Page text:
AG-BIO: Keeping CO2 Down on the Farm
New farm practices and new breeds of crops might someday aid in controlling greenhouse gases that contribute to global climate change. Research under way at Purdue University (West Lafayette, IN 47907; Tel: 765/494-4600; Website: purdue.edu) seeks to corral carbon on the farm in a process known as carbon sequestration. The research is being supported with a grant of nearly $1 million to Purdue from the Consortium for Agricultural Soil Mitigation of Greenhouse Gases (CASMGS, pronounced “chasms”), a nine-university consortium of which Purdue is a member. Kansas State University is administering the $15 million program.
According to CASMGS, as much as 20% of the projected carbon emission reduction called for by the Kyoto Protocol could be accomplished by using U.S. farmland. Ronald Turco, professor of agronomy and director of the CASMGS program at Purdue, says that such a decrease would be enough to offset the United States’s annual contribution to carbon dioxide in the atmosphere.
“We’re hoping that with enhanced agricultural production methods we can take that annual increase to zero just by trapping the plant residue carbon in soil,” Turco says. In addition to production practices to aid carbon retention, Turco thinks it will be possible to develop new crop plants that help sequester carbon.
“Much of the carbon is held in the soil in what we call aggregate soil structures, and we’ll be looking to find exactly what part of the plant goes into creating those aggregate structures,” says Turco. “Once we know which parts of the plant are involved, we can genetically modify plants to increase the amount of those plant materials in our crops.”
As they grow, green plants and trees fix carbon dioxide from the atmosphere and convert it to tissue. After they die, the carbon in their tissue is incorporated into soil material and can remain in the soil for hundreds or thousands of years. Some of that carbon is released naturally into the atmosphere as carbon dioxide, but human activity has sped the process. Fossil fuels, such as coal and oil, are carbon-based and release carbon into the atmosphere as they are burned. Also, cutting forests can cause an increase in carbon dioxide in the atmosphere as carbon that was held in the trees is released.
Carbon can be released from the soil into the atmosphere when it combines with oxygen. This can happen when a carbon-based fuel, such as gasoline, is burned. But it also can happen when a plow turns over the soil before planting. “Every time you put a plow in the soil it lets in oxygen and stimulates microbial activity,” Turco points out. “Increased microbial activity will result in carbon dioxide being released into the atmosphere.” Charles Rice, professor of agronomy at Kansas State University and director of the CASMGS program, says carbon dioxide in the atmosphere began rising in the 1700s and continued until today.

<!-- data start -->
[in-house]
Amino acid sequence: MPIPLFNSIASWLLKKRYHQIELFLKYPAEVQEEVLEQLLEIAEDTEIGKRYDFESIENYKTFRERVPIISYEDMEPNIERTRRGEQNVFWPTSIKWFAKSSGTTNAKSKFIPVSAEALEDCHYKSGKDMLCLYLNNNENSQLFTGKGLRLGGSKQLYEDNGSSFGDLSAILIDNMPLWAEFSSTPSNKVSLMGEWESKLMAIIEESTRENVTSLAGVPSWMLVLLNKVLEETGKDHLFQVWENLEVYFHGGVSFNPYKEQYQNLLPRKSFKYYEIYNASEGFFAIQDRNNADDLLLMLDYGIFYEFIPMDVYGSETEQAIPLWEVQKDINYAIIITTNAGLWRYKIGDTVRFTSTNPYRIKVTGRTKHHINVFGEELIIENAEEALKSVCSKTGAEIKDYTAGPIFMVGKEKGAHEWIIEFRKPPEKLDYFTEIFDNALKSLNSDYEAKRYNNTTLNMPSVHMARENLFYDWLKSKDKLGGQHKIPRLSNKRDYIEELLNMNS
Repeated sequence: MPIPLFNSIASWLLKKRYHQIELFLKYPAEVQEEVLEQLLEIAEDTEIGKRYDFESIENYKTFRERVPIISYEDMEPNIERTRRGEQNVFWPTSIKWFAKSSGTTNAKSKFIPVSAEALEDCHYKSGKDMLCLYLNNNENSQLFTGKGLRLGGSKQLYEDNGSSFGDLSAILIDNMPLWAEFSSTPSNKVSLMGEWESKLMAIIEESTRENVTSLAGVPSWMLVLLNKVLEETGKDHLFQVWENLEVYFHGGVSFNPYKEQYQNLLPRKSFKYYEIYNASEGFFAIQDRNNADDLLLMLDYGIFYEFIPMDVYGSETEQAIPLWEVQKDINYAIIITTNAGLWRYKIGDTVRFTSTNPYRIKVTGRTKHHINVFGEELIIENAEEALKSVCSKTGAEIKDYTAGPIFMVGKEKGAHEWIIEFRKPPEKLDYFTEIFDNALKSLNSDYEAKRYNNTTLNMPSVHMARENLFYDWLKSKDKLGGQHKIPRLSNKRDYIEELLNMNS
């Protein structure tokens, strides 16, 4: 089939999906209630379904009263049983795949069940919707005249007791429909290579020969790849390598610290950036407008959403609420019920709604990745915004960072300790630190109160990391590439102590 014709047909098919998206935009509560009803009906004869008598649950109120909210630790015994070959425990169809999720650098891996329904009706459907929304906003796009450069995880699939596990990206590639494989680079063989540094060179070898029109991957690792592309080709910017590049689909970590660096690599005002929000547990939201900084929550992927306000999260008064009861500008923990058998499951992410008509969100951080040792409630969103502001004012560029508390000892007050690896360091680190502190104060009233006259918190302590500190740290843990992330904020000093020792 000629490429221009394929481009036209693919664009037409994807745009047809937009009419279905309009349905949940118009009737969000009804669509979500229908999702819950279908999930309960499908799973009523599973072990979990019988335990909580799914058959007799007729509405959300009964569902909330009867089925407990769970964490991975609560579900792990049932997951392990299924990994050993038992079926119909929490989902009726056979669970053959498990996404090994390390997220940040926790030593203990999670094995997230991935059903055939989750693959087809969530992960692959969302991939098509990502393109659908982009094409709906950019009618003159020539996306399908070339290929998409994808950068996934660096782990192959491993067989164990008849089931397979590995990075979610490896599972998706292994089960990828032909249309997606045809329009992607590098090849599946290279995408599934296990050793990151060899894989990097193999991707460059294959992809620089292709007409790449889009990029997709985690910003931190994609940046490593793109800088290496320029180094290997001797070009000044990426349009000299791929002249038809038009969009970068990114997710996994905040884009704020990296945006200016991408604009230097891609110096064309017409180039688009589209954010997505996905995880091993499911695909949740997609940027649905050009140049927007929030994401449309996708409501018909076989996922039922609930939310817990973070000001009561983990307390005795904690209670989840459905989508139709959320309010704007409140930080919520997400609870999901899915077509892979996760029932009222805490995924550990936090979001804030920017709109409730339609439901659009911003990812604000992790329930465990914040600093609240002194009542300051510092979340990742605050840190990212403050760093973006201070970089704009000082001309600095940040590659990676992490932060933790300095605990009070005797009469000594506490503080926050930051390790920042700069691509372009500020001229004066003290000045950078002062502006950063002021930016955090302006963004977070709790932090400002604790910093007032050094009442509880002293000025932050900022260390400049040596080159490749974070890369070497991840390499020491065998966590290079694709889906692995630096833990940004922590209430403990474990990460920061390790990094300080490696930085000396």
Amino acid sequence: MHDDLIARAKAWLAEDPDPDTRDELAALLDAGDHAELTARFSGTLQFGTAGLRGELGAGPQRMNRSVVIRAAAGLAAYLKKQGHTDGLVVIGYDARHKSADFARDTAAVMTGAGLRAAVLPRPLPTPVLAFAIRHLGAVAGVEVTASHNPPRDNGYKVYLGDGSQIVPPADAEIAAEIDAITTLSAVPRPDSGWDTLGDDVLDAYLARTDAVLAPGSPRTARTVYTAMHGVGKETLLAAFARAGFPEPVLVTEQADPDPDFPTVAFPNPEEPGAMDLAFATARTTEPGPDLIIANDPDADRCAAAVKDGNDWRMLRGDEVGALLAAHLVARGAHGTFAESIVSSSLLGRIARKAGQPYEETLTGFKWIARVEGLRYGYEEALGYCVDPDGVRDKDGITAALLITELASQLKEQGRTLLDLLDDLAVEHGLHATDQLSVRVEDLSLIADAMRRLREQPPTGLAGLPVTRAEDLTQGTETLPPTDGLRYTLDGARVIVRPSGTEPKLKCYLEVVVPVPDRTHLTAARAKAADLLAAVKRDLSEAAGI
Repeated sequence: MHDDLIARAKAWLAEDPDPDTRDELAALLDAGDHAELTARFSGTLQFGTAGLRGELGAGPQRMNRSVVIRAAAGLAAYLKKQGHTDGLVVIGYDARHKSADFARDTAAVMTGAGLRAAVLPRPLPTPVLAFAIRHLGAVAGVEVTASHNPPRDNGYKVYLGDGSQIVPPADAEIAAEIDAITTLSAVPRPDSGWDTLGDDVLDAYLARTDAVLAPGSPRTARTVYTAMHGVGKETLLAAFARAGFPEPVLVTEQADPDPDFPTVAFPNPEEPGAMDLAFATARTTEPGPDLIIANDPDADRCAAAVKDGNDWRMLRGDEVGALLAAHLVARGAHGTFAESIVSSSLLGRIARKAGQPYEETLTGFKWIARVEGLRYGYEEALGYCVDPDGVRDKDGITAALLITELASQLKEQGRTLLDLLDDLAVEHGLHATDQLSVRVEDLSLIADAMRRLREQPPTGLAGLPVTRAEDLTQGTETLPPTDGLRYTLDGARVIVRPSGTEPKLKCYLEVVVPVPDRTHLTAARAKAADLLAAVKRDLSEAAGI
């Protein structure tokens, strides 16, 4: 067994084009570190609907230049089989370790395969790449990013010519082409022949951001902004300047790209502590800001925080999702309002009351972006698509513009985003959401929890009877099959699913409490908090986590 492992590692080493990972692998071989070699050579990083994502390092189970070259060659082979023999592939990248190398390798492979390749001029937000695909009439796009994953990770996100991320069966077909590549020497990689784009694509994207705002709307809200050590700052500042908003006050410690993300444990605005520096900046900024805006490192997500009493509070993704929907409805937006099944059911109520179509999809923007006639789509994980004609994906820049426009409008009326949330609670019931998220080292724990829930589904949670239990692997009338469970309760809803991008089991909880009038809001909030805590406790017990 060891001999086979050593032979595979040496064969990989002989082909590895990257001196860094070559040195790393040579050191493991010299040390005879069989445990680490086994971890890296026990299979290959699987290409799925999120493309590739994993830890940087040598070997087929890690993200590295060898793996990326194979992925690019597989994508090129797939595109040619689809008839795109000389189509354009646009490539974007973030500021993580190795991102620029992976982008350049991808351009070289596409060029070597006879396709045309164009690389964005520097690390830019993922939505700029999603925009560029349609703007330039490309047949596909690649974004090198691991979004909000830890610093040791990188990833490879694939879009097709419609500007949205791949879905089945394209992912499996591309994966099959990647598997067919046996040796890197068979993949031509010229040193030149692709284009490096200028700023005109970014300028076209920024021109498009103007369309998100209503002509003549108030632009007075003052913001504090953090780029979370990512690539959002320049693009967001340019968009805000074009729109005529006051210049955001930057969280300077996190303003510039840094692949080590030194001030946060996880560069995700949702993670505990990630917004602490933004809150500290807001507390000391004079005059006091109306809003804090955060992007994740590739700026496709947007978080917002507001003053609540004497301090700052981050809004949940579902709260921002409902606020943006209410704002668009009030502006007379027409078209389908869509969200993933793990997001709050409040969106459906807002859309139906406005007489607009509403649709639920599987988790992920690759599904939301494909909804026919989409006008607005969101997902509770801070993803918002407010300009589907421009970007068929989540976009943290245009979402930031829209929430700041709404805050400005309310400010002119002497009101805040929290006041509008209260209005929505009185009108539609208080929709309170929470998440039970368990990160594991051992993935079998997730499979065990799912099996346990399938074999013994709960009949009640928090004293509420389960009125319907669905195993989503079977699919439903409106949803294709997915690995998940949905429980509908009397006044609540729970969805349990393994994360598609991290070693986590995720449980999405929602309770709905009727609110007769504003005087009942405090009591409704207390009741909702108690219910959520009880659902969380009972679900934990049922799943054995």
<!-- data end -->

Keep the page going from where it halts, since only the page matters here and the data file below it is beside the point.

“Approximately 50% of the carbon in the soil, which was held in the organic matter, has been lost over the last 50 to 100 years in the United States,” Rice said. “However, rather than look at this as a loss, we can look at it as the potential for returning and storing carbon in agricultural soils.”
Rice said the CASMGS program will be investigating ways that agriculture can reduce greenhouse gases such as carbon dioxide. “The goal is to determine the potential and how to implement carbon sequestration into agricultural soils,” he says. “We are also looking to reduce the other greenhouse gases in an agriculture system, particularly nitrous oxide and methane.”
“Economic analysis suggests that carbon sequestration in the soil is one of the most beneficial and cost effective options available for reducing greenhouse gases,” he says. “This is particularly true over the next 30 years until we are able to develop alternative energy sources with less use of fossil fuels.”
Turco says adding carbon to the soil will do more than help the environment. It also will help farmers by improving soil quality. “Putting carbon in the soil improves tilth, soil structure, nutrient retention, rooting depth and stability. All of the good things you can think of with soil are attributable to adding carbon and increasing soil organic matter,” claims Turco.
In additional to improving the soil, farmers may also see a more direct benefit in the form of payments. According to CASMGS, the potential market for carbon credits is $1 billion to $5 billion per year over the next 30 to 40 years.
“You can imagine a stock exchange-type trading system where farmers sell carbon credits to companies that need to buy them to stay in compliance with environmental regulations,” Turco says.
Purdue, through its partnership with CASMGS, is developing a Web- based system that would allow such trading to take place. Bernie Engle, professor of agricultural and biological engineering, is developing a Web site that would list the amount of carbon sequestered at particular sites, such as individual farms.
“We’ve built similar Web sites for water quality and other environmental issues in agriculture,” Engle says. “Since carbon uptake is related to so many environmentally friendly farming practices, such as no-till, this is a natural extension of our work.”
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